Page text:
When she had enough she sewed the stuffed coils into a coiled rug. It is bouncy because of the stuffing and in soft colors it looks beautiful. I hope this triggers off some ideas for you.


This is truely helpful!
I used to be able to do this as a child according to my Mother but as I grew older aslass, I forgot. Then recently I bought myself a kit of craft things and have the knitting bee.
Now I can finally used him! And knit a scarf for my cat ^^
Thanks so much. I'll let you know how I do.


Nice! Beatutiful photos, and well presented.

If you want to go full blown geek neepery, check out Ashley's Book of Knots. It's a book about, well, knots (around 3000 of them), but there's an entire chapter devoted to this type of knitting. Although I think he defines it as a type of plaiting.


...when I was very young (at the most eight yrs old)...my babysitter made these spools for me & my siblings. We would "spool" forever & then she would roll them into a design that she would use for small rugs and even placemats. (She must have sewn them together)...I was thinking of this & searched the internet & found your info)...THANKS...I am going to attempt this DECADES later!?!??!!


You explain it so clearly; I might give it a shot; like the idea of the jewelry. Thanks!


Thank you! I promise, it gets super easy very quickly. And it's the kind of thing you can do with a nice movie and some tea. Hope you have fun!


*sigh* I am a happy girl these days, somehow only having recently discovered the great, big world of crafting on the internet.

I LOVE your podcast and your website with all the great ideas, links, etc.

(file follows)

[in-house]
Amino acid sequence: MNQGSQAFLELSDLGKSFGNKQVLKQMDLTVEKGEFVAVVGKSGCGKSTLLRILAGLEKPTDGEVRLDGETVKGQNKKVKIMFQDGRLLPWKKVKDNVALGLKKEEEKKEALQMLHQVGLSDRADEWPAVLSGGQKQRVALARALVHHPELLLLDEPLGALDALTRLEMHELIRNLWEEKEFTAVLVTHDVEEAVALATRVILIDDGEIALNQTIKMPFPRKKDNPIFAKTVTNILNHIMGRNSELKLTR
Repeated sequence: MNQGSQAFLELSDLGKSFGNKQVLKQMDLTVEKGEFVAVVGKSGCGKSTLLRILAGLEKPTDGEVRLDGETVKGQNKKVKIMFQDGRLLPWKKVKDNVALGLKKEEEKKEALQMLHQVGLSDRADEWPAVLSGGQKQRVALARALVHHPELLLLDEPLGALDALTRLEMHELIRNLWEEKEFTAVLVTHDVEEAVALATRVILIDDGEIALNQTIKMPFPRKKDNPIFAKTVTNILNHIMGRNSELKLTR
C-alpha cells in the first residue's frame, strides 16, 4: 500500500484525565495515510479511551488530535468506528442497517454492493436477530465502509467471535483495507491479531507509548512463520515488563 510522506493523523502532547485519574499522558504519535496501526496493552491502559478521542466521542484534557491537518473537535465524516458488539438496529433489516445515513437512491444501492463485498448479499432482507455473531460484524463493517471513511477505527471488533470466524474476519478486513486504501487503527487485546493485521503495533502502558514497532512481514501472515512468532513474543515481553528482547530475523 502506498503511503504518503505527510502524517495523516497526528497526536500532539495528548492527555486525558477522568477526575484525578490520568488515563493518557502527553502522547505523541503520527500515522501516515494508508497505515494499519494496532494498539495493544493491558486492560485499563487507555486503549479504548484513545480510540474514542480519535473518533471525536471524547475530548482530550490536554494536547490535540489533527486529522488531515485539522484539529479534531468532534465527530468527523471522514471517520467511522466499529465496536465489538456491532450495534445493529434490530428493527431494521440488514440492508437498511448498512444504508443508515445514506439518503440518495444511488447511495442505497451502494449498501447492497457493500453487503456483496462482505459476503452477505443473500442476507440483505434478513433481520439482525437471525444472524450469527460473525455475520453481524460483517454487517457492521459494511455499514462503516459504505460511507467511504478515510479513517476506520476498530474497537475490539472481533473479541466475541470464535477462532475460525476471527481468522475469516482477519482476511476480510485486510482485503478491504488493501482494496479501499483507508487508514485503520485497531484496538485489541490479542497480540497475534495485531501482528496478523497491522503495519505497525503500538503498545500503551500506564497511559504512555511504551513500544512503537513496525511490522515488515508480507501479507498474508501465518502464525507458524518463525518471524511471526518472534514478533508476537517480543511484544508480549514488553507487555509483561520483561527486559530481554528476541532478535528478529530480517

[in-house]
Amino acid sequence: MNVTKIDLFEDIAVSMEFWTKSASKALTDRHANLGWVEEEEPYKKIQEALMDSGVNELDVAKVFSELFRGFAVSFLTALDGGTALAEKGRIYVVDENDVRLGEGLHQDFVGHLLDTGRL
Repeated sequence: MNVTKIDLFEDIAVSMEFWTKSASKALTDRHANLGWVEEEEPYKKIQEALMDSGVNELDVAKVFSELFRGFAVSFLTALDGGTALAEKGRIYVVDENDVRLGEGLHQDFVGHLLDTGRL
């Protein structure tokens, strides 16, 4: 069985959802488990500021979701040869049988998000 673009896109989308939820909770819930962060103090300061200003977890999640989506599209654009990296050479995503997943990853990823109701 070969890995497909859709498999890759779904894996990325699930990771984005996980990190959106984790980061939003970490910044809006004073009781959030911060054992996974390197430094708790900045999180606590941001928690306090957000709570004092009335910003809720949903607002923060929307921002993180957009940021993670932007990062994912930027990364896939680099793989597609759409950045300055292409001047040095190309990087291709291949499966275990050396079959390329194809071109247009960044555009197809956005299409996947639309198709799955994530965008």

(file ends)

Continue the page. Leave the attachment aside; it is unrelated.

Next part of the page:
My girls (ages 10 & 7) have gotten to more independent ages that this mom has reclaimed and unleashed her crafty self with a vengence! :) Okay, well, maybe it's not that dramatic, but it FEELS dramatic inside.

Thanks again for all your great work!

~ Nicole


Oops. Forgot to link to my blog if you have time to say hello:

http://www.homeschoolblogger.com/MrsPivec


It's easy to get obsessed with I-cord, isn't it? I made myself a woven rug with spool-knit i-cord as the weft a while ago. You can see it here. I-cord, along with a set of large needles, is also great for doing knitting demonstrations to large groups.


Of course if you really get into using the i-cord results you can go with the knitting machine (called "Cool Corder" now, was once the MagiCord machine) or the Wyr Knittr (http://www.bond-america.com/products/wyrknittr.html)...lots faster, but to me it kinda takes the fun out of the handmade portion... And I totally suggest using some sort of weight on the end of the cord as you work... helps to keep it nice and straight. I use a few large metal washers as a weight when I'm doing cord knitting. Now that I look at that WyrKnittr though...that one might be worth a second look!


ah yes, the iCord. A longtime love of mine as well. I even visited my son's kindergarten class to show them how to knit with the Embellish Knit crank style corder. I ended up creating a "human knitting spool" using the kids and the fattest yarn I could find. Four kids played the role of "pegs" and stood in a small circle facing each other. Four more kids stood behind each "peg" and played the role of "knitter". (one knitter per peg) I wrapped the peg and the knitter would lift the first loop over the peg's head into the center of the circle...can you imagine it? It was a blast and it worked!